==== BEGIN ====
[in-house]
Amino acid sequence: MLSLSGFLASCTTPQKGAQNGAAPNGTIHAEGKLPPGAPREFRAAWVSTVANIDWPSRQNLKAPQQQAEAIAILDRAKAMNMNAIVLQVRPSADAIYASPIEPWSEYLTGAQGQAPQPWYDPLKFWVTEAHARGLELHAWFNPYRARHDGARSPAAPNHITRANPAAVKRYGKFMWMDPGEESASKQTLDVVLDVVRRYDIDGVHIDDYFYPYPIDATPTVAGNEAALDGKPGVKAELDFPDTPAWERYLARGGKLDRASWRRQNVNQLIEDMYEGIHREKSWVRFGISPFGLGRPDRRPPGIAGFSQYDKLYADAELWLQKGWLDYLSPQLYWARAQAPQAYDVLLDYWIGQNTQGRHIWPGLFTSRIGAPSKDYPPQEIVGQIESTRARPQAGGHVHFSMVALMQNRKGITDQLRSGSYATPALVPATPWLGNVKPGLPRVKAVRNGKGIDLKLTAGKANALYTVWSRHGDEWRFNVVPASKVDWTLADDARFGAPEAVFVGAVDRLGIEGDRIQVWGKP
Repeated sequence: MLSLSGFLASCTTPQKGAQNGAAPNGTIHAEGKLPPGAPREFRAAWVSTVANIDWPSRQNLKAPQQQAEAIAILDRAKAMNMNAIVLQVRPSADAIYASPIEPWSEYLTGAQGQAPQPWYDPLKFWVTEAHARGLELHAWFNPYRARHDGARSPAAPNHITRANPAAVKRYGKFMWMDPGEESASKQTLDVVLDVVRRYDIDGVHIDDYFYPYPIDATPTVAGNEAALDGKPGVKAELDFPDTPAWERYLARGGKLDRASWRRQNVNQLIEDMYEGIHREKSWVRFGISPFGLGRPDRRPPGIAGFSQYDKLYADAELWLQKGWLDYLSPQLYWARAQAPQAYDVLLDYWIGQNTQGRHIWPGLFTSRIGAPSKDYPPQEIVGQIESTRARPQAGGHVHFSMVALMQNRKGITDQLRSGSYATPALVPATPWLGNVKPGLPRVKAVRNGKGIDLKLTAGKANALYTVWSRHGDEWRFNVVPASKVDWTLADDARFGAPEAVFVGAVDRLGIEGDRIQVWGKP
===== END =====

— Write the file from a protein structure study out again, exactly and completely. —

[in-house]
Amino acid sequence: MLSLSGFLASCTTPQKGAQNGAAPNGTIHAEGKLPPGAPREFRAAWVSTVANIDWPSRQNLKAPQQQAEAIAILDRAKAMNMNAIVLQVRPSADAIYASPIEPWSEYLTGAQGQAPQPWYDPLKFWVTEAHARGLELHAWFNPYRARHDGARSPAAPNHITRANPAAVKRYGKFMWMDPGEESASKQTLDVVLDVVRRYDIDGVHIDDYFYPYPIDATPTVAGNEAALDGKPGVKAELDFPDTPAWERYLARGGKLDRASWRRQNVNQLIEDMYEGIHREKSWVRFGISPFGLGRPDRRPPGIAGFSQYDKLYADAELWLQKGWLDYLSPQLYWARAQAPQAYDVLLDYWIGQNTQGRHIWPGLFTSRIGAPSKDYPPQEIVGQIESTRARPQAGGHVHFSMVALMQNRKGITDQLRSGSYATPALVPATPWLGNVKPGLPRVKAVRNGKGIDLKLTAGKANALYTVWSRHGDEWRFNVVPASKVDWTLADDARFGAPEAVFVGAVDRLGIEGDRIQVWGKP
Repeated sequence: MLSLSGFLASCTTPQKGAQNGAAPNGTIHAEGKLPPGAPREFRAAWVSTVANIDWPSRQNLKAPQQQAEAIAILDRAKAMNMNAIVLQVRPSADAIYASPIEPWSEYLTGAQGQAPQPWYDPLKFWVTEAHARGLELHAWFNPYRARHDGARSPAAPNHITRANPAAVKRYGKFMWMDPGEESASKQTLDVVLDVVRRYDIDGVHIDDYFYPYPIDATPTVAGNEAALDGKPGVKAELDFPDTPAWERYLARGGKLDRASWRRQNVNQLIEDMYEGIHREKSWVRFGISPFGLGRPDRRPPGIAGFSQYDKLYADAELWLQKGWLDYLSPQLYWARAQAPQAYDVLLDYWIGQNTQGRHIWPGLFTSRIGAPSKDYPPQEIVGQIESTRARPQAGGHVHFSMVALMQNRKGITDQLRSGSYATPALVPATPWLGNVKPGLPRVKAVRNGKGIDLKLTAGKANALYTVWSRHGDEWRFNVVPASKVDWTLADDARFGAPEAVFVGAVDRLGIEGDRIQVWGKP